The goal of this study was to gauge the public’s general perception of breast implants, levels of concern, spontaneous word associations, and misperceptions that might need to be addressed by plastic surgeons regarding breast implant-associated anaplastic large cell lymphoma (BIA-ALCL) and breast implant illness (BII).
An anonymous survey was completed by a total of 979 female participants in the United States by means of Amazon Mechanical Turk.
Over 91 percent of participants indicated that they had never heard the term BIA-ALCL. Of the respondents who were aware of the term, 37.21 percent reported being moderately or extremely concerned about BIA-ALCL and 85.4 percent were less likely to recommend breast implants to a friend. Awareness of BII was significantly higher at 50.9 percent, whereas almost 40 percent of participants reported being either moderately or extremely concerned about BII. Over 78 percent of participants were less likely to recommend breast implants to a friend because of BII. The most common word association with BII was “pain,” followed by “cancer.” The terms “cancer” and “scary” were the two most common word associations with BIA-ALCL. A significant overlap in word associations was observed between BIA-ALCL and BII, potentially representing a lack of distinction between the two terms. The survey demonstrated a paucity of important knowledge within the general population; notably, 71 percent of respondents who were not aware that, to date, only textured implants/expanders were associated with BIA-ALCL.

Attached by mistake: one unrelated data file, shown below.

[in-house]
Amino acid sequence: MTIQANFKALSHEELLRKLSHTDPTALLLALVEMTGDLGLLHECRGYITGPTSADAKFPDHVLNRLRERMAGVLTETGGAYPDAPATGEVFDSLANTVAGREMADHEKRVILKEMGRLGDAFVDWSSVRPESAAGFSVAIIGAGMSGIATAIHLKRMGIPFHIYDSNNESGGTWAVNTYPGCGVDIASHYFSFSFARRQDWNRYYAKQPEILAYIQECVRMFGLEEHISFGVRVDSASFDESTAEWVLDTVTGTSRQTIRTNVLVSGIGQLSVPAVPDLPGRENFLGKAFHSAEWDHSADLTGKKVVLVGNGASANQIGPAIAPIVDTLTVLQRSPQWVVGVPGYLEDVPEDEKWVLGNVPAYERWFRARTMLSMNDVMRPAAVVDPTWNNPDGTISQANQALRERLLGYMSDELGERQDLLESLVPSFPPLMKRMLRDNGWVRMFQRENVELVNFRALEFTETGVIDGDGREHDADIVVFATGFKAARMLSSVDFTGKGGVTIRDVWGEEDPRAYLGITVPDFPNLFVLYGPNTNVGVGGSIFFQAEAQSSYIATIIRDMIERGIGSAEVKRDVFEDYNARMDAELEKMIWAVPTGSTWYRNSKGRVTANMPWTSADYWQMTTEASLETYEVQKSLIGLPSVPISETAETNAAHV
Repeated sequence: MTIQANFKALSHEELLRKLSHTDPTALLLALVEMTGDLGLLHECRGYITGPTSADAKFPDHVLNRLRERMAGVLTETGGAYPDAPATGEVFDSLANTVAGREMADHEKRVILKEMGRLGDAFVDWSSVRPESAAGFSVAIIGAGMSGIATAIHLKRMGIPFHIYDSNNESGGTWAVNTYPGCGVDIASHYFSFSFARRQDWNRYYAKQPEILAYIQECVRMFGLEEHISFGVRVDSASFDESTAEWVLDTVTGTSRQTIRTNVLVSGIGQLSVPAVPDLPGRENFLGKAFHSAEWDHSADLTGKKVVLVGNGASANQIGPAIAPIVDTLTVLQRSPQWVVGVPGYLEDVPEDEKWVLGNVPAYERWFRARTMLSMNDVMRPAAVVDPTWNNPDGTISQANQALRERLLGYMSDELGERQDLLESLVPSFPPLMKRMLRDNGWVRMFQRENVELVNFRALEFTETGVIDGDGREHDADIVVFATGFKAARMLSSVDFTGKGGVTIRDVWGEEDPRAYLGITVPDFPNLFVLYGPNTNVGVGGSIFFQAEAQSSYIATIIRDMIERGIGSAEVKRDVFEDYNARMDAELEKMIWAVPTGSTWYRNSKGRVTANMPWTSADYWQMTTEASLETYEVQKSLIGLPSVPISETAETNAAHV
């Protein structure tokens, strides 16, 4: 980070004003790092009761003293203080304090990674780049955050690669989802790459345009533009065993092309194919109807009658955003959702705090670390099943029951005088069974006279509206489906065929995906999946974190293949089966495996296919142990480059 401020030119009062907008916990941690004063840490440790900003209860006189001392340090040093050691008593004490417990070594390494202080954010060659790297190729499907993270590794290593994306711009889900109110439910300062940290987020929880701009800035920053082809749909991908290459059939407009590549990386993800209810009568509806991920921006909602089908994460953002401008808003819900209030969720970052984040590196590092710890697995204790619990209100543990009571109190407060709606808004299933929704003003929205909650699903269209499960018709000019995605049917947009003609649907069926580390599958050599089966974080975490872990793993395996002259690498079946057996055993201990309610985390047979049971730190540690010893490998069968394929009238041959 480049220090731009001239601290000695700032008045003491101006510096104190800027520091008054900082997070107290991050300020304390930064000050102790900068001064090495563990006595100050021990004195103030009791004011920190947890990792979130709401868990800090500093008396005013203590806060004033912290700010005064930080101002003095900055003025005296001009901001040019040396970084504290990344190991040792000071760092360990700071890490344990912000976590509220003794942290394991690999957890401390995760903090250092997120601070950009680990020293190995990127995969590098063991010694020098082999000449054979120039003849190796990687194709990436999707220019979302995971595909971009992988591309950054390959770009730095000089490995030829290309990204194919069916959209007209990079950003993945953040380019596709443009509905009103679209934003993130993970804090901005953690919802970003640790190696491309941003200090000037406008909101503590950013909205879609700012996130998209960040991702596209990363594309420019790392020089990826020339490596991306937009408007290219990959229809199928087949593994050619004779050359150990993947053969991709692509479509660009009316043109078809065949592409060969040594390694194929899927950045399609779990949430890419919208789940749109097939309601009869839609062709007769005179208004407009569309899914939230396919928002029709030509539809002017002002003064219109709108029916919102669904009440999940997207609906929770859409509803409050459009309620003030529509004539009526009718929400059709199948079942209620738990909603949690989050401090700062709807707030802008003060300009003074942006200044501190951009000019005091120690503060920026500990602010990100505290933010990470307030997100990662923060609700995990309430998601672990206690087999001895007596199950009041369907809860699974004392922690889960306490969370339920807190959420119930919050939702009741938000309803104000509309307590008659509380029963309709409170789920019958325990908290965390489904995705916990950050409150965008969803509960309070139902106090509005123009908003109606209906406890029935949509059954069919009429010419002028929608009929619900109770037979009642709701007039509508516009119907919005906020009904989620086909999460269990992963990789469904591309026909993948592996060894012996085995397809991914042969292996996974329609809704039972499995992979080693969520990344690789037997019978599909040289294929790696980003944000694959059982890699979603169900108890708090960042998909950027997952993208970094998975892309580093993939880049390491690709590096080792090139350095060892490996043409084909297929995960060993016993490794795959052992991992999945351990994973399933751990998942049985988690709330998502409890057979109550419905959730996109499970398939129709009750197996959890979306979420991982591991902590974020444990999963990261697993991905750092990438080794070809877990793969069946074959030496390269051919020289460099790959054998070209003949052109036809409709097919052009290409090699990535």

These findings support the need for further targeted awareness to remedy existing misperceptions and fill the knowledge gaps relating to BII and BIA-ALCL.